Archive for the ‘mental illness’ Category

And the violence, it goes round and round . . .

June 11, 2014

Let me make one thing clear.

As of May 2014 there have been at least 70 mass shootings or shooting sprees with legally purchased guns, according to Rolling Stone.

As Ezra Klein reported in 2012, while violence in general declines, more episodes of a lone individual, or team, involved in killing sprees or mass murders increase.

Why? And, as Tim Kreider recently wrote, do we really care?

No one answer can solve this problem.

Is it even worth trying? Do we have an obligation to murdered children, youths and adults? To their families?

Do we even owe it to ourselves because any of us or our families or our kids could be next?

Pundits, politicians, the NRA reach for the simple answers. Yet, no one explanation moves us forward to stopping this crazy epidemic of young men going wild upon the world around them.

Mental illness alone doesn’t cause a person to buy a gun and shoot a bunch people.

Access to guns makes violent crime easier to commit but they don’t motivate the shooter.

Exposure to violence can impact how people process information, but individuals vary widely in how they internalize violent imagery. Most violent gamers don’t become mass murderers.

Overstimulation in general can alter how a person perceives others.  Yet, many people with even the most sensitive temperaments or the propensity toward reactive anger don’t decide to kill.

The confluence, however, of persons with unregulated temperaments, who have learned violent pathways to manage emotions, and who have easy access to guns enables more people than ever to enact this complicated call from within their psyches.

So while calling for more mental health treatment, legislating new gun safety rules and placing limits on kids’ access to violent imagery, also ask this question: how come so many people with the above described profile have emerged in the past thirty years or so?

Perhaps these individuals with a particular skew toward vulnerability enact exactly what they have been taught by the world in which we live: rush to do violence.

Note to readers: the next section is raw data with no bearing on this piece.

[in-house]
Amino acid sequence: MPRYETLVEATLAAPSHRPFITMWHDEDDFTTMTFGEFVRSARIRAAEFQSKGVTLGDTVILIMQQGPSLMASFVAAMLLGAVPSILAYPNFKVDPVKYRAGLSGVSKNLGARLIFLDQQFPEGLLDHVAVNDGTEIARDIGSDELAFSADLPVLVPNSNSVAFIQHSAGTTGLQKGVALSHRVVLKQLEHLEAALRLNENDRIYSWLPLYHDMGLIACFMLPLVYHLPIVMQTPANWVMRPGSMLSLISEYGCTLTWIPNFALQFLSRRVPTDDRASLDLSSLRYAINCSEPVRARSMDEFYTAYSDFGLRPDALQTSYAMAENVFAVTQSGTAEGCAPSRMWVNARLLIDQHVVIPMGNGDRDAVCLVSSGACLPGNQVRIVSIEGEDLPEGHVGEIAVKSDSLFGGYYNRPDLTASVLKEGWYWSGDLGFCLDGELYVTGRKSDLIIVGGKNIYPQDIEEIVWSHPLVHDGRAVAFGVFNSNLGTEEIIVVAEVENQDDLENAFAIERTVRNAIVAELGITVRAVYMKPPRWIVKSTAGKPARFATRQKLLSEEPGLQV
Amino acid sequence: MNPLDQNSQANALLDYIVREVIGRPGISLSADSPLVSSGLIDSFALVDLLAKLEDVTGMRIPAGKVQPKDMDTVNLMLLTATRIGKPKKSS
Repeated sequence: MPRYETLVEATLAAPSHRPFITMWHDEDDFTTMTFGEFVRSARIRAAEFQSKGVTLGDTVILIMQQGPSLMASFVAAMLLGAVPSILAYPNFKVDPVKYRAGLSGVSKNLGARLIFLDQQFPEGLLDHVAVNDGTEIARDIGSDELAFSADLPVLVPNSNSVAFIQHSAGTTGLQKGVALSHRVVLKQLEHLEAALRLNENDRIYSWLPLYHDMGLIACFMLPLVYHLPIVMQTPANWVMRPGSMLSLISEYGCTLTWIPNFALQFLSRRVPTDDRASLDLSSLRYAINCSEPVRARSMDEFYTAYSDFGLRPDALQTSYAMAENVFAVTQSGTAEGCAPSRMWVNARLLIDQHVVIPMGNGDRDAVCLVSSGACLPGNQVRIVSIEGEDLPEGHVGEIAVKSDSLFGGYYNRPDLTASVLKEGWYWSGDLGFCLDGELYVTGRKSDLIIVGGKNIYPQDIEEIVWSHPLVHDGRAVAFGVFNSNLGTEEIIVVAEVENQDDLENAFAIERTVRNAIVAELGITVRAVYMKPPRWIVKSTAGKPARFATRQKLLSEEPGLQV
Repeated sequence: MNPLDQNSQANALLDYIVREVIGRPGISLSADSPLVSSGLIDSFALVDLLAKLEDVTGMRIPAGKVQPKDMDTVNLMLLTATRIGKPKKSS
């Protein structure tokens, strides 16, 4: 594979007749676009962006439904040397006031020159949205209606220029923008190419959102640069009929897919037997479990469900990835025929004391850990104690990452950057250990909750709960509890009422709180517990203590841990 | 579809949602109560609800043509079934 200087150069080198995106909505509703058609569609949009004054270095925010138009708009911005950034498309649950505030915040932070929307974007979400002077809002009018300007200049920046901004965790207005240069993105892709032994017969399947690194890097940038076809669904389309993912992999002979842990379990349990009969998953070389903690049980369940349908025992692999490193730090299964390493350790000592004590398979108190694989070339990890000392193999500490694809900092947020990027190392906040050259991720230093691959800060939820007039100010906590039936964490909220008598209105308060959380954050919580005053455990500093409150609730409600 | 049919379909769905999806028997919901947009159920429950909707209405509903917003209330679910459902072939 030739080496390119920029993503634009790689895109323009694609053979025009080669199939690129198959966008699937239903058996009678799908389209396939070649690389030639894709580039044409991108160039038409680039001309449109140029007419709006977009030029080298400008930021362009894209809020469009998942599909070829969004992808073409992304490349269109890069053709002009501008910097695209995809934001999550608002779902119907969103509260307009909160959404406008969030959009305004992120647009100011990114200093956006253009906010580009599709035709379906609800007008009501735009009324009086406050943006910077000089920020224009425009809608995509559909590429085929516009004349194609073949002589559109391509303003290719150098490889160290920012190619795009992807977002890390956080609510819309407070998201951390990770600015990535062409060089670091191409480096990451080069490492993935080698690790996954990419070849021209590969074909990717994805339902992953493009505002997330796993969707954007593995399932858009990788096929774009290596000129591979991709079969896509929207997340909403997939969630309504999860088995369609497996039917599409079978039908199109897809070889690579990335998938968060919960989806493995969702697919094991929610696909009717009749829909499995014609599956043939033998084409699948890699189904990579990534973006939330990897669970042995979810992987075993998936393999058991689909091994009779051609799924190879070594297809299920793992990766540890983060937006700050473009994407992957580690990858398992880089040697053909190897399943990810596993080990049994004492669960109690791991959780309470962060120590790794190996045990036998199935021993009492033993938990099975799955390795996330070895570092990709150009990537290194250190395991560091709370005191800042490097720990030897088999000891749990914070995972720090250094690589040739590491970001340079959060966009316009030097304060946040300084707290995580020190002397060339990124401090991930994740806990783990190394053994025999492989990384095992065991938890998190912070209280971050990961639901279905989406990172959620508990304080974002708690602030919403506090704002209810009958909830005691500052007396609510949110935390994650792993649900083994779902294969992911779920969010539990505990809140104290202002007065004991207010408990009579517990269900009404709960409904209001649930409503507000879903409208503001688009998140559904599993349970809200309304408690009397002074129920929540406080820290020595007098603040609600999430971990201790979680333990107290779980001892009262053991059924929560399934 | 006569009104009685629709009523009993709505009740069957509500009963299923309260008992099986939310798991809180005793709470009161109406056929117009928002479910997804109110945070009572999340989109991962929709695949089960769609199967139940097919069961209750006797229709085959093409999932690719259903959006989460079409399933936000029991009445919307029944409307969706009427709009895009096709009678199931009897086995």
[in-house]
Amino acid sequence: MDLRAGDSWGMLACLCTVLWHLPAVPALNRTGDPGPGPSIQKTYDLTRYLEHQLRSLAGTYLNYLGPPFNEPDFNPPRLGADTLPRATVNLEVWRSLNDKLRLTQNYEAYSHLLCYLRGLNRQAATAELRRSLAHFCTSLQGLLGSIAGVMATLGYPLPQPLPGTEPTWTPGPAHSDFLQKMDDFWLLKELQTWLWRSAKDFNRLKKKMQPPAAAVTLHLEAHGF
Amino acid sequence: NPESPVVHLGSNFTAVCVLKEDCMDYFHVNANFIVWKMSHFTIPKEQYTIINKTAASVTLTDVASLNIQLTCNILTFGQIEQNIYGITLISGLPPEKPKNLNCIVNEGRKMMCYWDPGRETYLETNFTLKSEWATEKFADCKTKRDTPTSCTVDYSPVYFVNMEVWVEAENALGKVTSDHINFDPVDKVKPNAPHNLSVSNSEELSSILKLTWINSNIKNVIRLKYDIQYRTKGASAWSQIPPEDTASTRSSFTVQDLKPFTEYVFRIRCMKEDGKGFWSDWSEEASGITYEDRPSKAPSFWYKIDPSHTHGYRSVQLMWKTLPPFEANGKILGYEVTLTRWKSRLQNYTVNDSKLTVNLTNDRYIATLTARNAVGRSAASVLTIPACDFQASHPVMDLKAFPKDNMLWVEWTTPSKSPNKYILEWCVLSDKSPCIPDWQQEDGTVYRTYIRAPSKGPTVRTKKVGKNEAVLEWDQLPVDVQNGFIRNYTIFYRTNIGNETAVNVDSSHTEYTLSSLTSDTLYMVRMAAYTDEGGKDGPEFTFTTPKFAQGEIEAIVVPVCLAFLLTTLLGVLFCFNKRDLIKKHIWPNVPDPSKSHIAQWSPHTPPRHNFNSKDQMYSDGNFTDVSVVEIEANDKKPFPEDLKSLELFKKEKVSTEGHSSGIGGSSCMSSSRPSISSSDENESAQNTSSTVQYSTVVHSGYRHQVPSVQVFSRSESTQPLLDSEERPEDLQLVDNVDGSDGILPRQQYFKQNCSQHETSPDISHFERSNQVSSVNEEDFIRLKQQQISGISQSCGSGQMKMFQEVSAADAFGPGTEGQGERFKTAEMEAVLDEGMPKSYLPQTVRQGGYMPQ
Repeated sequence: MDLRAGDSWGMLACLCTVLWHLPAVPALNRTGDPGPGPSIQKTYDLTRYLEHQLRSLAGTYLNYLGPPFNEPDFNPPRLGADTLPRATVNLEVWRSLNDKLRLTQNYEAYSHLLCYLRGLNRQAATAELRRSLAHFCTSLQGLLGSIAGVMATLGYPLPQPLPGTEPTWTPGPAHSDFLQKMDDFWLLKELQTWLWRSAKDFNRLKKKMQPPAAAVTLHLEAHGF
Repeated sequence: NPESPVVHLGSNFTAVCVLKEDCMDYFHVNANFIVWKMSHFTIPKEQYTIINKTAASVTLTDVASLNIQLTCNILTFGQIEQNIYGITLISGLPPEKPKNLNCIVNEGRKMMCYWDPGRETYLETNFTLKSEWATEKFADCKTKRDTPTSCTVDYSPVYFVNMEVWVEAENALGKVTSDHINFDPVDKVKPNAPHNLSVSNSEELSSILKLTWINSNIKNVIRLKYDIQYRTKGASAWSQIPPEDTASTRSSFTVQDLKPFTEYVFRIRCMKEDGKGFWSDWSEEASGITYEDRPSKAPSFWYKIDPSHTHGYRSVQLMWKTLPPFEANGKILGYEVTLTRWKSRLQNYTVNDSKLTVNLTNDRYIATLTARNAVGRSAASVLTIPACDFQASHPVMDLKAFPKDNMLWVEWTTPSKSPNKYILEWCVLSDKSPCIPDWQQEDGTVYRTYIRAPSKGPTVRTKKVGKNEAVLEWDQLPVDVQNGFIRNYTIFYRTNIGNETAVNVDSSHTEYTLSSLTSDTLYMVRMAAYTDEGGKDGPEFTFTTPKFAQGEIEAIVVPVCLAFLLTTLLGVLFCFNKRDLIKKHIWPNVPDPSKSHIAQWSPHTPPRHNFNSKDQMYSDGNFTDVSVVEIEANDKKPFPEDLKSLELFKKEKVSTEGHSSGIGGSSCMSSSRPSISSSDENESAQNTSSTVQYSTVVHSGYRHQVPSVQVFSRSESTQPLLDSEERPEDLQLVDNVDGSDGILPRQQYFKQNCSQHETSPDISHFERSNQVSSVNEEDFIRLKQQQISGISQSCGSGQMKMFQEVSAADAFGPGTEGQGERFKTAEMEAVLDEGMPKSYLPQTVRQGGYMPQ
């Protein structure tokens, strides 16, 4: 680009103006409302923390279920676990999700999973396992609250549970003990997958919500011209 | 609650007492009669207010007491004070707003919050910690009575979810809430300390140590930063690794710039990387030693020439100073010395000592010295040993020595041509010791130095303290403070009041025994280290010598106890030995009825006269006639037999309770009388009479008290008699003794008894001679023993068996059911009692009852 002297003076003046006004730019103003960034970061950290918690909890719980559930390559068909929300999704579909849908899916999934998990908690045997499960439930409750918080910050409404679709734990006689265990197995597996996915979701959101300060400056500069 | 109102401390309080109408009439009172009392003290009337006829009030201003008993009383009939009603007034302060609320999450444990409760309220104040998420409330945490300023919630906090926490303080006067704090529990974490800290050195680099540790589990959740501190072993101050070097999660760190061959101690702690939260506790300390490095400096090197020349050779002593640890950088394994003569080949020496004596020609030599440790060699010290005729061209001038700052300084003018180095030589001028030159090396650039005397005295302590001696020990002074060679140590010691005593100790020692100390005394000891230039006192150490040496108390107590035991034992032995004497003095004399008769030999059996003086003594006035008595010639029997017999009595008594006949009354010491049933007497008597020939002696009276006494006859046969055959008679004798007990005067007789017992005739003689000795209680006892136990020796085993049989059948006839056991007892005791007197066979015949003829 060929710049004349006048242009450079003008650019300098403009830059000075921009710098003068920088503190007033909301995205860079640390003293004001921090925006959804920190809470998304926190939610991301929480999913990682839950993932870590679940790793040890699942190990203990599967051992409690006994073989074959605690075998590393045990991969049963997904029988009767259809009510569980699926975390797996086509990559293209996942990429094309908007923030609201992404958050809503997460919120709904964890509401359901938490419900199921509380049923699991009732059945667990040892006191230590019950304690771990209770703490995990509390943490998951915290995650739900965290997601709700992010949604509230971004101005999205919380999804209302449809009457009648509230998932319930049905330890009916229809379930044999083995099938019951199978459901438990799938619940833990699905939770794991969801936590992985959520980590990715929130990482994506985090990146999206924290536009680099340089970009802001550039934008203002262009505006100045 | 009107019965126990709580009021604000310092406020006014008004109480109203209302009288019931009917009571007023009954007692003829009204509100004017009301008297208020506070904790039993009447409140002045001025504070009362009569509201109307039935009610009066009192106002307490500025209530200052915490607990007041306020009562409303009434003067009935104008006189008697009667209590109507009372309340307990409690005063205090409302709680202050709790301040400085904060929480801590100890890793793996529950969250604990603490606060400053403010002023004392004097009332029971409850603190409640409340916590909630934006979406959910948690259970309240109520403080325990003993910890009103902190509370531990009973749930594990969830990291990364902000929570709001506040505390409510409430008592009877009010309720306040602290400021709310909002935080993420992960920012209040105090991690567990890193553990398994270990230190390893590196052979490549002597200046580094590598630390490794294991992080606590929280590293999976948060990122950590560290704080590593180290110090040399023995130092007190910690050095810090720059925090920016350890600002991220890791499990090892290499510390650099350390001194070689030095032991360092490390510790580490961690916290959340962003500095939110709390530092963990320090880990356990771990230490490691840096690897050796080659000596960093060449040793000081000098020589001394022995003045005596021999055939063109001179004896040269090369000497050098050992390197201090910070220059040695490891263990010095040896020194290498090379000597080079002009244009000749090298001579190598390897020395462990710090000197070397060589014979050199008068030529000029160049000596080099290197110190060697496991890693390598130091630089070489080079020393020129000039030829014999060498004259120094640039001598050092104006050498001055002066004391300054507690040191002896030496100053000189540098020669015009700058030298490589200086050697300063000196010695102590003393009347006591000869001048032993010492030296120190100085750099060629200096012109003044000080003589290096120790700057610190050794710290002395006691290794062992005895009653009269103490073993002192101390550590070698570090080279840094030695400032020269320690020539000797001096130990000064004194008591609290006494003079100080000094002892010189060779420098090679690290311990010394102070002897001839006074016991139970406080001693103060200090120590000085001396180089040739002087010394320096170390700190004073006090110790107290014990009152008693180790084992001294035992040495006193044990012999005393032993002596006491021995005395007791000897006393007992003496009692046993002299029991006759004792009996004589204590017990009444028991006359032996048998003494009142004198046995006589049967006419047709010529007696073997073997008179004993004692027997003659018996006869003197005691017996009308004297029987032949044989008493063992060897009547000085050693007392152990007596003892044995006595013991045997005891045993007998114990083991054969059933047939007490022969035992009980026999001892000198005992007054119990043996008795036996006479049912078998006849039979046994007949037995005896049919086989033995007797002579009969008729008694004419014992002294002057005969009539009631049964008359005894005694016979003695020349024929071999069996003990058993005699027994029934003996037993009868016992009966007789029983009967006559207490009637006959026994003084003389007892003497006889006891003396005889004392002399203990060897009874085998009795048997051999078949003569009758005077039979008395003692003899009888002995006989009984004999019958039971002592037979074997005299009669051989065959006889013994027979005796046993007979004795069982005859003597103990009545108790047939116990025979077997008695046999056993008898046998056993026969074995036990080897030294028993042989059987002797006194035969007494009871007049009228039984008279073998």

Children around the world have this in common: suicide bombings, acts of terrorism, exposure to the effects of nuclear arms and chemical weapons, savage treatment of animals in the production of food, obliteration of the world’s beauty and environmental health, sexual aggression towards women and children, pornographic representation of said violence, idolatry of gang culture, and massive overexposure, albeit fantasized, to destructive acts between humans.

Of course these behaviors have always existed. And yes, people have always killed. Mass murders and killing sprees punctuate all of history.

The beauty of the modern world, however, resides in our exquisite technology.  The violence we can commit is so much grander. The vulnerable and confused children who grow up under its shadow can enact their vehemence with far greater power.

So limit guns and enhance mental health. In the meantime, think about this: are these troubled lone gunmen with easy access to weapons behaving any differently than that which the world reflects back to them?

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Affluenza doesn’t excuse wrongdoing

December 13, 2013

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from “The Guardian”

Ethan Couch’s lawyer defended him by stating that he was not responsible for driving drunk and killing four people because he had “affluenza”.The legal argument dazzles.  Psychological research doesn’t support it.

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Underage Drinking: The Real Problem

June 3, 2013
from oregon.gov

from oregon.gov

The Center for Disease Control and Prevention states that alcohol use by those under the age of twenty- one is a major health problem. Research continues to demonstrate that teenage alcohol use endangers brain, liver and endocrine function. Binge drinking can also be lethal to young bodies. In New York City alone emergency visits due to teens who had consumed dangerous levels of alcohol has risen from 7, 958 in 2007 to 15,620 in 2011 according to city records as reported by The Daily News.

Yet underage drinking has other more insidious consequences.  Alcohol misuse by teens circumvents emotional development. The disinhibiting effects of alcohol enable kids to bypass the anxious struggles and subsequent lessons that come from navigating social relationships while sober.

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The Harmful Consequences of Diagnostic Categories

April 12, 2013

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Youthful Tendency Disorder, a term coined by The Onion, pokes fun at diagnostic categories.  It satirizes the modern psychiatric and psychological observation of pathology in normal behavior.

Given the numbers of people suffering from serious and sometimes life threatening mental illness, is this humor fair?